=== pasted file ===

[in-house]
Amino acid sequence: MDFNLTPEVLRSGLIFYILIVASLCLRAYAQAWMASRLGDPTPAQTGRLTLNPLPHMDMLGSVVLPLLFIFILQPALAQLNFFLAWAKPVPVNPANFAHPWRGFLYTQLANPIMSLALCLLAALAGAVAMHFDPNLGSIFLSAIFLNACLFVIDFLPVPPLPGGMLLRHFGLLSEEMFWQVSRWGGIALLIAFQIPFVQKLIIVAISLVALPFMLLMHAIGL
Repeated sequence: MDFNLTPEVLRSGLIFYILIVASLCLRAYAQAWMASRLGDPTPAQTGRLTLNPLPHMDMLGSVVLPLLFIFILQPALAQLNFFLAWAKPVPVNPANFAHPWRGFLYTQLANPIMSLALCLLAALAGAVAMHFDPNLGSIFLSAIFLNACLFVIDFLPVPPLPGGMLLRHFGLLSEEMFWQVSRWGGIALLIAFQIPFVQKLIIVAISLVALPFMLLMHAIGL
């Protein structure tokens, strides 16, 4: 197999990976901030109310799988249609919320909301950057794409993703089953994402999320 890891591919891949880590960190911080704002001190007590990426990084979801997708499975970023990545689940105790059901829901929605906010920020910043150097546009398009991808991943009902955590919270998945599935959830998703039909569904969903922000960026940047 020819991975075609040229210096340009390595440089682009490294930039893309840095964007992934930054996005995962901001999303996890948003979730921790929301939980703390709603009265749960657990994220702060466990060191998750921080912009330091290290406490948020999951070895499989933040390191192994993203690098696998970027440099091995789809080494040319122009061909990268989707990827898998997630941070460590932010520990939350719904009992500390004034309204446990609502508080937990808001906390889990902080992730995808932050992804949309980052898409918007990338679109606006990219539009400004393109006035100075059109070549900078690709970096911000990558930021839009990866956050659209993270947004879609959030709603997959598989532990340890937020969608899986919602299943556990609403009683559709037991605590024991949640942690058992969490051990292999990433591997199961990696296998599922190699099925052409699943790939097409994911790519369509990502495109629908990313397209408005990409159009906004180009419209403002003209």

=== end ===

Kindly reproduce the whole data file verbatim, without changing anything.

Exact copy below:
[in-house]
Amino acid sequence: MDFNLTPEVLRSGLIFYILIVASLCLRAYAQAWMASRLGDPTPAQTGRLTLNPLPHMDMLGSVVLPLLFIFILQPALAQLNFFLAWAKPVPVNPANFAHPWRGFLYTQLANPIMSLALCLLAALAGAVAMHFDPNLGSIFLSAIFLNACLFVIDFLPVPPLPGGMLLRHFGLLSEEMFWQVSRWGGIALLIAFQIPFVQKLIIVAISLVALPFMLLMHAIGL
Repeated sequence: MDFNLTPEVLRSGLIFYILIVASLCLRAYAQAWMASRLGDPTPAQTGRLTLNPLPHMDMLGSVVLPLLFIFILQPALAQLNFFLAWAKPVPVNPANFAHPWRGFLYTQLANPIMSLALCLLAALAGAVAMHFDPNLGSIFLSAIFLNACLFVIDFLPVPPLPGGMLLRHFGLLSEEMFWQVSRWGGIALLIAFQIPFVQKLIIVAISLVALPFMLLMHAIGL
């Protein structure tokens, strides 16, 4: 197999990976901030109310799988249609919320909301950057794409993703089953994402999320 890891591919891949880590960190911080704002001190007590990426990084979801997708499975970023990545689940105790059901829901929605906010920020910043150097546009398009991808991943009902955590919270998945599935959830998703039909569904969903922000960026940047 020819991975075609040229210096340009390595440089682009490294930039893309840095964007992934930054996005995962901001999303996890948003979730921790929301939980703390709603009265749960657990994220702060466990060191998750921080912009330091290290406490948020999951070895499989933040390191192994993203690098696998970027440099091995789809080494040319122009061909990268989707990827898998997630941070460590932010520990939350719904009992500390004034309204446990609502508080937990808001906390889990902080992730995808932050992804949309980052898409918007990338679109606006990219539009400004393109006035100075059109070549900078690709970096911000990558930021839009990866956050659209993270947004879609959030709603997959598989532990340890937020969608899986919602299943556990609403009683559709037991605590024991949640942690058992969490051990292999990433591997199961990696296998599922190699099925052409699943790939097409994911790519369509990502495109629908990313397209408005990409159009906004180009419209403002003209």